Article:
After cremation services in the area of Blaine, WA, grief over the loss of someone you love will envelop you in its arms for quite some time after their death. It will be a grief that is, at times, all-consuming, and it will be like no other kind of grief you ever experience.
However, all loss produces grief. Even if the loss seems minor compared to the death of someone you love, loss, by its nature, is sad and there is always a certain amount of mourning that accompanies it.
You start this loss-grief process very early in life. When you’re a small child, you may lose a favorite toy or a beloved blanket. You grieve because it’s gone, and it isn’t coming back.
When you get a little older, the losses seem more significant and the grief much stronger. Losses tend to pile up in different areas as you mature. Pets begin to die, and you grieve their loss.
Academic aspirations fall short or don’t materialize at all, and you grieve those losses. You don’t get accepted into the college you wanted to go to. You don’t get offered the academic scholarship you had counted on. Your college entrance scores aren’t as high as you expected them to be.
Athletic hopes falter in the form of not making a team sport you want to play or not getting an athletic scholarship you were sure you were going to get. These are losses that you grieve.
Relationships are more tenuous and transient than you thought. Your best friend isn’t your best friend anymore. The romantic interest you thought you had a future with decides they want a future with someone else. People you thought would be around forever disappear never to be seen or heard from again. These are losses you experience and losses you grieve over.
Once you become an adult, you suffer more losses and more grief. That job you wanted so badly didn’t come through. You were overlooked for a promotion at work. You lost your job when your company downsized. Each of these is a loss and you will grieve for each one.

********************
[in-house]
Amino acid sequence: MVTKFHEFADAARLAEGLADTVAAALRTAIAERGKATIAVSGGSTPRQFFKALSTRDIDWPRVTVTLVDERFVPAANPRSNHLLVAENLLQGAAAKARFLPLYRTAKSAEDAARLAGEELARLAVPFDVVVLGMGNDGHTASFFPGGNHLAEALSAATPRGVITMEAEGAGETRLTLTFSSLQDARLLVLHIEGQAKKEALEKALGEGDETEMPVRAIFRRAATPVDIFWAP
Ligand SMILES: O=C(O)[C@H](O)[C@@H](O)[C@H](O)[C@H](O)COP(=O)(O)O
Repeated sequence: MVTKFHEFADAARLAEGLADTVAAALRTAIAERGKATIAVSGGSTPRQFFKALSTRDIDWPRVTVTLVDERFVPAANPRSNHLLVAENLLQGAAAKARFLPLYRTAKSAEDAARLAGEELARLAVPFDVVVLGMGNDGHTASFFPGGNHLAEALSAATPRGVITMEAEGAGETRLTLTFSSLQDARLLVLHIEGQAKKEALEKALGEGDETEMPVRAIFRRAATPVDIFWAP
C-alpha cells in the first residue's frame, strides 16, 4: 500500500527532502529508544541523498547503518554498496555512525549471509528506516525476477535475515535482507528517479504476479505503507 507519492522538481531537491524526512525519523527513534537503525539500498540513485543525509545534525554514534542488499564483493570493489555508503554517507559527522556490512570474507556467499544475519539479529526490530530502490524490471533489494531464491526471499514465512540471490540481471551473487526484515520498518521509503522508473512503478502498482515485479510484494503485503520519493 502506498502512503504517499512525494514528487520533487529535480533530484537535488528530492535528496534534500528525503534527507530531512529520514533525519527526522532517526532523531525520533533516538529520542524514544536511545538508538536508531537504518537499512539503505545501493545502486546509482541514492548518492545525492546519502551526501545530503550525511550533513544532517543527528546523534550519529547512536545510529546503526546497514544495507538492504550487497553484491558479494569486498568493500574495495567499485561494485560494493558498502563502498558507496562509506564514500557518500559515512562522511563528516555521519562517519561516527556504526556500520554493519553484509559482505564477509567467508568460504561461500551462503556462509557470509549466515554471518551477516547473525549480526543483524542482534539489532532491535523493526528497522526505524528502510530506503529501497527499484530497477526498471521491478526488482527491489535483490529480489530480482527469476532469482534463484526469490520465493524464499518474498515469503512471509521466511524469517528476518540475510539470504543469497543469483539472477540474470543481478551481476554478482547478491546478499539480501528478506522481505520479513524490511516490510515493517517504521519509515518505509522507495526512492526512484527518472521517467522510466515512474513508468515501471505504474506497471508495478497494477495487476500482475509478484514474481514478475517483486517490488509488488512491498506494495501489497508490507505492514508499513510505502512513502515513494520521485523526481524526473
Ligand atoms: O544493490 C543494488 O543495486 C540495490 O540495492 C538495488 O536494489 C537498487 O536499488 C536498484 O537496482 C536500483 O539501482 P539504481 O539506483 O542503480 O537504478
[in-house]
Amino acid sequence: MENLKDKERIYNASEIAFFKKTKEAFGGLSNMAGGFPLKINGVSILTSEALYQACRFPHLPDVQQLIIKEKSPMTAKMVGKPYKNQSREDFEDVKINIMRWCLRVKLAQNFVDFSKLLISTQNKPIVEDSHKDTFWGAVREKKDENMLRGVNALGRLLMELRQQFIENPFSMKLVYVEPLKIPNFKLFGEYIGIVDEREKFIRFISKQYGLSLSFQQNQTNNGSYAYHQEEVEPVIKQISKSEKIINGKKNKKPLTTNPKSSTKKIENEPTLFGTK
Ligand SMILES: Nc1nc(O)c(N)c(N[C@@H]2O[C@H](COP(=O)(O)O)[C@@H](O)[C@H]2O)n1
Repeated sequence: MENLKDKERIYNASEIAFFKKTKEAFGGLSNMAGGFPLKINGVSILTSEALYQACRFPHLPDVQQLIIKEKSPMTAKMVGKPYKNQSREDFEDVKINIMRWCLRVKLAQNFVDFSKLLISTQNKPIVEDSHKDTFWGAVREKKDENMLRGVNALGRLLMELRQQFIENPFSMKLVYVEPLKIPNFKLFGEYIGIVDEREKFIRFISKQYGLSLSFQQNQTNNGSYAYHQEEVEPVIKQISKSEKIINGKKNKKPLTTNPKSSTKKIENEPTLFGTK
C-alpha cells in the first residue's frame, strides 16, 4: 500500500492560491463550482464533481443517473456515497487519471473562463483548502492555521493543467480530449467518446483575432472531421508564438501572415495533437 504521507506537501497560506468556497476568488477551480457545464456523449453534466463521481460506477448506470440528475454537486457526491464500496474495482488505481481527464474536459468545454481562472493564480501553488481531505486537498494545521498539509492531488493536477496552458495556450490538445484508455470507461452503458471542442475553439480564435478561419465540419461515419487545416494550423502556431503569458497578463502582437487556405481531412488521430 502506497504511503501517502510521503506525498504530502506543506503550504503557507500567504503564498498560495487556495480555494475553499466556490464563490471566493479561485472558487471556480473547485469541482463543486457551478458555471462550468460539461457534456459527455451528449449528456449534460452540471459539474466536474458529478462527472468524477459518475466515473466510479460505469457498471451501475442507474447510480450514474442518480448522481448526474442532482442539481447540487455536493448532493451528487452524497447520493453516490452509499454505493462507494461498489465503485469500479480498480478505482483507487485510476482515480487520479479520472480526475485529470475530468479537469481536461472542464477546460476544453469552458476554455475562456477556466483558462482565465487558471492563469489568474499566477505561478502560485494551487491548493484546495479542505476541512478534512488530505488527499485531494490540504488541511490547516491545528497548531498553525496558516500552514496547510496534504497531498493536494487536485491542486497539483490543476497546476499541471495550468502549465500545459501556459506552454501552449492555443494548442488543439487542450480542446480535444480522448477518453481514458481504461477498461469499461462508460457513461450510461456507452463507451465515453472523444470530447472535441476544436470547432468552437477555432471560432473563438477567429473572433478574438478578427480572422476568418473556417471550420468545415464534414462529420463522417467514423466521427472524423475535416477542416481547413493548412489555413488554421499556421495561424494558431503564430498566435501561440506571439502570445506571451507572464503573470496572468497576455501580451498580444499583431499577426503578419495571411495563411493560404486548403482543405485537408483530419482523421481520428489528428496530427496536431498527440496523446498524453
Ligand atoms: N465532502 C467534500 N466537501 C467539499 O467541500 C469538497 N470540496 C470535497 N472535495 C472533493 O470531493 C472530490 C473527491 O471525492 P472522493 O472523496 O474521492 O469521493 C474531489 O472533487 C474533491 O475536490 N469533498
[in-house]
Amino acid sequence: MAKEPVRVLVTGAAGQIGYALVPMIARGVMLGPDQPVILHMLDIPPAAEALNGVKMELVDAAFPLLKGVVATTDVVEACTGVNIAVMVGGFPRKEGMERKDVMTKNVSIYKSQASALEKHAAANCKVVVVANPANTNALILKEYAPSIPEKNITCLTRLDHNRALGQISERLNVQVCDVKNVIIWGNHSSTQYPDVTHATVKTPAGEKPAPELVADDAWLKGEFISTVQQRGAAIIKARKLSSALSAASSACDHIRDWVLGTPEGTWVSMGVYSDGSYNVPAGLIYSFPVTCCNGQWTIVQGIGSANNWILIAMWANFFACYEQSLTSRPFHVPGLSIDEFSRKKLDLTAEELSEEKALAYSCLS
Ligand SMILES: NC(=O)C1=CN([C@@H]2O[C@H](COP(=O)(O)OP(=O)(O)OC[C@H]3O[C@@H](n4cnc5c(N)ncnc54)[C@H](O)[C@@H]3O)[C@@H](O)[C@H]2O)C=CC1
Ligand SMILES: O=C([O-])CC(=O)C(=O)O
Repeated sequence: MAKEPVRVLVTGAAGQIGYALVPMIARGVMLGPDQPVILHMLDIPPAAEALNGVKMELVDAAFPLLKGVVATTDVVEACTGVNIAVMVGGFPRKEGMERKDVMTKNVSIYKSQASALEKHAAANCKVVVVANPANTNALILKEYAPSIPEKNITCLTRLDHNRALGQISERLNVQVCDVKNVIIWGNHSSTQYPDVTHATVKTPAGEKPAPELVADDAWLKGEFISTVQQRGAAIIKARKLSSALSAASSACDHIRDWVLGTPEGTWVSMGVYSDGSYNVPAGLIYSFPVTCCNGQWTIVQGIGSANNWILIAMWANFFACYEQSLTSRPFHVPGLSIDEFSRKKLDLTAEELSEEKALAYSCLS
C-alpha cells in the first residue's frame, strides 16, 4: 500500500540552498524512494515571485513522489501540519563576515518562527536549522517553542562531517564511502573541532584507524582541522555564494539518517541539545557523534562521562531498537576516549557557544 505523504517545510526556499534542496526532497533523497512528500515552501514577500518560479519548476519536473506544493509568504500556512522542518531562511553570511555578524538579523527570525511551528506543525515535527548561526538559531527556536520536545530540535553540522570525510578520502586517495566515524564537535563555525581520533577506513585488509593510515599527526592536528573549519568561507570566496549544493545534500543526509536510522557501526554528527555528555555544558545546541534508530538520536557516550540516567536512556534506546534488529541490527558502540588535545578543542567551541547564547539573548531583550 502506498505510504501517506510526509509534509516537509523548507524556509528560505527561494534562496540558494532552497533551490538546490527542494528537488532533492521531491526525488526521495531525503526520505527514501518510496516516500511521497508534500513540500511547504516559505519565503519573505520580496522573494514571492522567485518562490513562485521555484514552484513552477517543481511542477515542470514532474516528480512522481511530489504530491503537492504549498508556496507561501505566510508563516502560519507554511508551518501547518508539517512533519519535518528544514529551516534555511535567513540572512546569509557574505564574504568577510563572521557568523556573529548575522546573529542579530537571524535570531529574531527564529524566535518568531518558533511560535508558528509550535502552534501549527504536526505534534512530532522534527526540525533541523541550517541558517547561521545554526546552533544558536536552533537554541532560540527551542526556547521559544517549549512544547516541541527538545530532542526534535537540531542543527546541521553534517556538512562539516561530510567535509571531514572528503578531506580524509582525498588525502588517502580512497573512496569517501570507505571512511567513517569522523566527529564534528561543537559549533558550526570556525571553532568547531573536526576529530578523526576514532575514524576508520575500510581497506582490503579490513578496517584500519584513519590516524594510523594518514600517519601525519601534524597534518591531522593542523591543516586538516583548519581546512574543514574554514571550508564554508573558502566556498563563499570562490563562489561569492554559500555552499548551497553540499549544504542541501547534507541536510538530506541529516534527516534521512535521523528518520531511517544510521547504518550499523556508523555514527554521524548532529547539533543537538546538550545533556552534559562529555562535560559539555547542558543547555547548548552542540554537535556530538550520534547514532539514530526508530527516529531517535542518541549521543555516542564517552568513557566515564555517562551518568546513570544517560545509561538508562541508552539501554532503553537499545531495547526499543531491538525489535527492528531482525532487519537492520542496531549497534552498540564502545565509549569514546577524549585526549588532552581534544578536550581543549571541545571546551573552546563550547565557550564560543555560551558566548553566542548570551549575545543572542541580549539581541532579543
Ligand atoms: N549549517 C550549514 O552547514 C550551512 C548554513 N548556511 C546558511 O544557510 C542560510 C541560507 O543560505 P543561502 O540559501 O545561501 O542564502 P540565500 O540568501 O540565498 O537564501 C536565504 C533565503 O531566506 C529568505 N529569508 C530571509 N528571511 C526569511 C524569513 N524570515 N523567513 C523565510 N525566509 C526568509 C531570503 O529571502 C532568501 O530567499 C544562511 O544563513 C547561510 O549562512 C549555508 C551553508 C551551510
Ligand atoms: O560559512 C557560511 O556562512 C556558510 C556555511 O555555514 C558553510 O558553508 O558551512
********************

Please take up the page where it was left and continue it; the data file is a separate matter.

Relationship losses don’t disappear with age, either. You may have been married for years or decades and the relationship dissolves because of infidelity or irreconcilable differences. Your children grow up and leave home to start their own lives and leave you with a practically empty home. More losses. More grief.
But then the losses that come with the deaths of people you love start and this is where the cumulative effect of the grief from the losses you’ve already experience in life can catch up with you.
First, your parents and other older relatives begin to die. The grief from these losses can be staggering, especially if you were especially close to your parents or to an aunt or uncle who is no longer here. Your grief over these losses may be so intense that it literally feels like your life has been suddenly pulled out from under you.
As age creeps up on you, then spouses, friends, and peers start to die, and these losses and the grief that accompanies them can make it seem like everything you know is disappearing before your eyes. This kind of grief can also make you feel very alone.
Grief with loss, and grieving because someone you love has died, is normal. However, you may find that sometimes the grief you’re feeling seems like too much to bear. If that happens, you should seek grief counseling or grief support so that your grief doesn’t paralyze you.
For information about grief resources and cremation services serving the area of Blaine, WA, our compassionate and experienced team at Moles Farewell Tributes & Crematory – Greenacres Memorial Park is here to help.